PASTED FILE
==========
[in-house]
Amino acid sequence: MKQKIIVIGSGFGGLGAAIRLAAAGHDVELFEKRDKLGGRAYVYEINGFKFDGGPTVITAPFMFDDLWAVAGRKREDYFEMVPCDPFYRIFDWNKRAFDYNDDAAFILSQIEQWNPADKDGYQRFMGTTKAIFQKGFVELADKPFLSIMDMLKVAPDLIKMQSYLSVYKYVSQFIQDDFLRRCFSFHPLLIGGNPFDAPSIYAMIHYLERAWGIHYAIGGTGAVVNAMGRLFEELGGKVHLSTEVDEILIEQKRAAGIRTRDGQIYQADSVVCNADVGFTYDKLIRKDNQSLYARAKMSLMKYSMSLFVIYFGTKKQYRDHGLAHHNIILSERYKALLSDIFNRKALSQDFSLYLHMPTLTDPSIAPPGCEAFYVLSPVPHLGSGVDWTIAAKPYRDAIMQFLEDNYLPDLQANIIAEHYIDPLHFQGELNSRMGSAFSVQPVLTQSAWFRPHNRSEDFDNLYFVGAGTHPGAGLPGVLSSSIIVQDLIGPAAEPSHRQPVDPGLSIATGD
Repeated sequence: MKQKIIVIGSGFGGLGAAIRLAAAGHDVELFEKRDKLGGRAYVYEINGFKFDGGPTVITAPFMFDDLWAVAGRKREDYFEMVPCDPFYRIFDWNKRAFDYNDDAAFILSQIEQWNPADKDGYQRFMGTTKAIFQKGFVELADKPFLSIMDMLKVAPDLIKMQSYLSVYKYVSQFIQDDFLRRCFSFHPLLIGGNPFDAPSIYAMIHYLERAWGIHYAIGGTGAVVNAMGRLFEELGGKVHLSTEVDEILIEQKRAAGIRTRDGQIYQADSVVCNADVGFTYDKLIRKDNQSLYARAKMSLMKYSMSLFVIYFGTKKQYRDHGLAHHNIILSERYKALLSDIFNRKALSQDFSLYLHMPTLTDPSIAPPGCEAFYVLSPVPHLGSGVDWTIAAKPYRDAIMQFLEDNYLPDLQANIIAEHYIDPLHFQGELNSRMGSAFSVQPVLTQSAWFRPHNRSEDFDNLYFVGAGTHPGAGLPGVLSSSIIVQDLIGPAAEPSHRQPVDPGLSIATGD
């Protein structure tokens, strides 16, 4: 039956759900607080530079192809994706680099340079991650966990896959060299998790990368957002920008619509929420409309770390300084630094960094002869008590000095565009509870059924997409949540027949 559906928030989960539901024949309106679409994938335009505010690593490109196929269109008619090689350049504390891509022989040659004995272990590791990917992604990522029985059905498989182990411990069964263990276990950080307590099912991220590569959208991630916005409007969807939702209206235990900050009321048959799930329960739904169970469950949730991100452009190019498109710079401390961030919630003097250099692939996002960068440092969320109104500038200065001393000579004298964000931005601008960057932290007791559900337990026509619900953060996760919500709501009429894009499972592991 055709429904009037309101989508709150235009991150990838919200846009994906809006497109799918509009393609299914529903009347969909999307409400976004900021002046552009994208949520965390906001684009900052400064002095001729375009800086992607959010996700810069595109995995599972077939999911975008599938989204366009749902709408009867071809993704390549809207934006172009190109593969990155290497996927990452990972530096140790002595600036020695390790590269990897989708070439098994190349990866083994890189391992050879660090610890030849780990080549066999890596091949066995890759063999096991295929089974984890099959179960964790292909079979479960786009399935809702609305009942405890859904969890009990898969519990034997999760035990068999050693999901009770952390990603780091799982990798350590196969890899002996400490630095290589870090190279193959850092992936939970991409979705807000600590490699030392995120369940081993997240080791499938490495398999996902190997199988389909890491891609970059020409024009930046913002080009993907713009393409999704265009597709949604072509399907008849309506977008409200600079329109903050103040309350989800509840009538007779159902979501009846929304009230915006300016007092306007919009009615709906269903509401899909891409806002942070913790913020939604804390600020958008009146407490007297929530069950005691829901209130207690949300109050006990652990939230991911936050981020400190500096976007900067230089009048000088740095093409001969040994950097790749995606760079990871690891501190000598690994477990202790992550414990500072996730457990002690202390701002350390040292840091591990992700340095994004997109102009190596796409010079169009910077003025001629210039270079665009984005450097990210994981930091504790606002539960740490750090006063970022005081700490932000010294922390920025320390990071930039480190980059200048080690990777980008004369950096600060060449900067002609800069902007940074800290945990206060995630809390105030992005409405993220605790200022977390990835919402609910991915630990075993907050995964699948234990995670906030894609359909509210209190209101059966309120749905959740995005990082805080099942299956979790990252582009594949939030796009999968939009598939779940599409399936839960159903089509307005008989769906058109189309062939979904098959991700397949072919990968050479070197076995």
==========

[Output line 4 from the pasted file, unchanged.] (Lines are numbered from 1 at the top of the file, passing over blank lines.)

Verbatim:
């Protein structure tokens, strides 16, 4: 039956759900607080530079192809994706680099340079991650966990896959060299998790990368957002920008619509929420409309770390300084630094960094002869008590000095565009509870059924997409949540027949 559906928030989960539901024949309106679409994938335009505010690593490109196929269109008619090689350049504390891509022989040659004995272990590791990917992604990522029985059905498989182990411990069964263990276990950080307590099912991220590569959208991630916005409007969807939702209206235990900050009321048959799930329960739904169970469950949730991100452009190019498109710079401390961030919630003097250099692939996002960068440092969320109104500038200065001393000579004298964000931005601008960057932290007791559900337990026509619900953060996760919500709501009429894009499972592991 055709429904009037309101989508709150235009991150990838919200846009994906809006497109799918509009393609299914529903009347969909999307409400976004900021002046552009994208949520965390906001684009900052400064002095001729375009800086992607959010996700810069595109995995599972077939999911975008599938989204366009749902709408009867071809993704390549809207934006172009190109593969990155290497996927990452990972530096140790002595600036020695390790590269990897989708070439098994190349990866083994890189391992050879660090610890030849780990080549066999890596091949066995890759063999096991295929089974984890099959179960964790292909079979479960786009399935809702609305009942405890859904969890009990898969519990034997999760035990068999050693999901009770952390990603780091799982990798350590196969890899002996400490630095290589870090190279193959850092992936939970991409979705807000600590490699030392995120369940081993997240080791499938490495398999996902190997199988389909890491891609970059020409024009930046913002080009993907713009393409999704265009597709949604072509399907008849309506977008409200600079329109903050103040309350989800509840009538007779159902979501009846929304009230915006300016007092306007919009009615709906269903509401899909891409806002942070913790913020939604804390600020958008009146407490007297929530069950005691829901209130207690949300109050006990652990939230991911936050981020400190500096976007900067230089009048000088740095093409001969040994950097790749995606760079990871690891501190000598690994477990202790992550414990500072996730457990002690202390701002350390040292840091591990992700340095994004997109102009190596796409010079169009910077003025001629210039270079665009984005450097990210994981930091504790606002539960740490750090006063970022005081700490932000010294922390920025320390990071930039480190980059200048080690990777980008004369950096600060060449900067002609800069902007940074800290945990206060995630809390105030992005409405993220605790200022977390990835919402609910991915630990075993907050995964699948234990995670906030894609359909509210209190209101059966309120749905959740995005990082805080099942299956979790990252582009594949939030796009999968939009598939779940599409399936839960159903089509307005008989769906058109189309062939979904098959991700397949072919990968050479070197076995």